(This 2-part study tip has been provided by Dr. Richard Delaware. He is a professor in the math department and has been with the University since 1984. His knowledge on classroom etiquette is helpful no matter what your major may be. Next week, Dr. Delaware will share information on being a professional student outside of the classroom.)
Keep in mind that class time is precious. Don’t waste it. Always, always attend class. Attendance is highly correlated with good grades. Really! It’s also a hassle to find out what you missed. If you can, hit the bathroom before class, arrive a little early, never leave before class is finished, and see what is happening after class before you speed out of the door. We often discuss problems and offer help both before and after class in an informal manner that you might find very helpful in understanding formal concepts.
During class, please(!) turn your cell phone off. The sound of your cute and clever ring tone during a class is annoying and just rude, offending not only your instructor but everyone else in the class. One of our instructors made it a rule that if your phone rang, you had to bring the class cookies next time. They all ended up enjoying cookies at least once a week!
Sit towards the front. There’s less distraction from others, and you can see everything the instructor does. (Students say it helps with the illusion that the class is one-on-one with them.) The major piece of advice I have is to stay mentally active during class. Contribute to problem solving and discussions. Keep conversation with classmates to a minimum, and always on the subject of the class. Class is “live”, not video, meaning it is an active, not a passive environment. What happens between the instructor and the class is “value added” to the printed and other content materials. And, believe it or not, taking notes can keep you in the moment, especially in mathematics. Writing engages your body and mind in kinesthetic ways very different than listening does; and of course the more practice you have writing mathematics, the better you get at it.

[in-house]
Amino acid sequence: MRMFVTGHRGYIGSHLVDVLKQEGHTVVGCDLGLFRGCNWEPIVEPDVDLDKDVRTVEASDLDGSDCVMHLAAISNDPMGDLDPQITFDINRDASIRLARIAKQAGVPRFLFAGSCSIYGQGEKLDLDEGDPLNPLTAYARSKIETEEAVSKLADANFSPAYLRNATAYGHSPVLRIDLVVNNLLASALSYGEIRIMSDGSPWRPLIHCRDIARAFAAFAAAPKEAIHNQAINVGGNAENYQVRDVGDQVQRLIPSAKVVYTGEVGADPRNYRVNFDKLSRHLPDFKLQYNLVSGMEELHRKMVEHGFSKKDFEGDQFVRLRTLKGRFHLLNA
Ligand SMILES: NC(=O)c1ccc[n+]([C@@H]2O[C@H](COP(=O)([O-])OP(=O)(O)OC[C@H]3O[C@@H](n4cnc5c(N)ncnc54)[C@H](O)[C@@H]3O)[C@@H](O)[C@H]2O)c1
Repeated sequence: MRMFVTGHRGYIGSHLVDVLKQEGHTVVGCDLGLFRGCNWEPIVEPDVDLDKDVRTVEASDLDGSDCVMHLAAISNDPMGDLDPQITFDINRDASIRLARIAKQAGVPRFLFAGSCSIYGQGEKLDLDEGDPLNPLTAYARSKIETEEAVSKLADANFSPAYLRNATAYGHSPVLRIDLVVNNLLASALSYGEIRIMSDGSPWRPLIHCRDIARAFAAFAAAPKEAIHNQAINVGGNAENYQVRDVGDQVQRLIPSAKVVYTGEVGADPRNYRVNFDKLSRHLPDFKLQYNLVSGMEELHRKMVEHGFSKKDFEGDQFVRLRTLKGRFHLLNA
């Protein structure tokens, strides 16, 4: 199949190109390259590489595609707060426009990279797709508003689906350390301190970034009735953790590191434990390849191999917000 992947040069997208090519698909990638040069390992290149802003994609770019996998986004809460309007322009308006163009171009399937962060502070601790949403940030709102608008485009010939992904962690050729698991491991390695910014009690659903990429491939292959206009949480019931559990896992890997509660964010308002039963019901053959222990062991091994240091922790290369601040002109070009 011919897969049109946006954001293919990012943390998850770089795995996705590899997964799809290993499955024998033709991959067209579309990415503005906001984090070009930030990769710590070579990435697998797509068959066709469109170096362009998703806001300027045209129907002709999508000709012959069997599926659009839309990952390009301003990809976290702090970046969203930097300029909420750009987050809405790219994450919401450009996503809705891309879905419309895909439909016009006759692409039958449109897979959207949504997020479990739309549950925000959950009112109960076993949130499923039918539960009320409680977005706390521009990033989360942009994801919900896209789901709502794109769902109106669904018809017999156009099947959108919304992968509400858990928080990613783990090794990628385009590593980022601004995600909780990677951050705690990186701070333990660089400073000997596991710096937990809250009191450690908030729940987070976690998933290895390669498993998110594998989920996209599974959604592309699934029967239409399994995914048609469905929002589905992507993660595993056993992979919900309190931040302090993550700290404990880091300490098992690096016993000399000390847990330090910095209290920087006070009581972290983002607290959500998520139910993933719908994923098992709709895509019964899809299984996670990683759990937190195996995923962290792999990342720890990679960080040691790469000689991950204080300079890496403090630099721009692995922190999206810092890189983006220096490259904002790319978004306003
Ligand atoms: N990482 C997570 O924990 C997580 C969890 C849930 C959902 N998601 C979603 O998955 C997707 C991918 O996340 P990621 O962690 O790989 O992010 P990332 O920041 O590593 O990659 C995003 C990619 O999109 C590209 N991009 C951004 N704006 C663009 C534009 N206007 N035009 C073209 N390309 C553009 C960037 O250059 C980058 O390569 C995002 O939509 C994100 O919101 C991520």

Also, remember that in mathematics, and in college in general, you should not expect to understand everything immediately in a regular sequence of “Aha!” moments while you are sitting there in class. We expect you to learn much more content, and to understand it more deeply than you might have experienced in classes in your past. If you can grasp 75% of it at any given time while you are in class, then you are doing well. (OK, pick your own percentage. Maybe you only generate one “Aha!” on some days.) Don’t stress. You’ll fill in the other mathematical parts later as you continue to think and work through the material outside of class. Every student who has survived college knows this. And if you do have to miss a class, contact other students to learn what you missed and get copies of their notes, because their notes will accurately reflect what actually occurred in class. This is genuine student “networking”.
In the end, hang in there! Be persistent! Endure! Good students muddle through when the going is rough; weak students give up. Remember the grade at the END of the semester is what matters.
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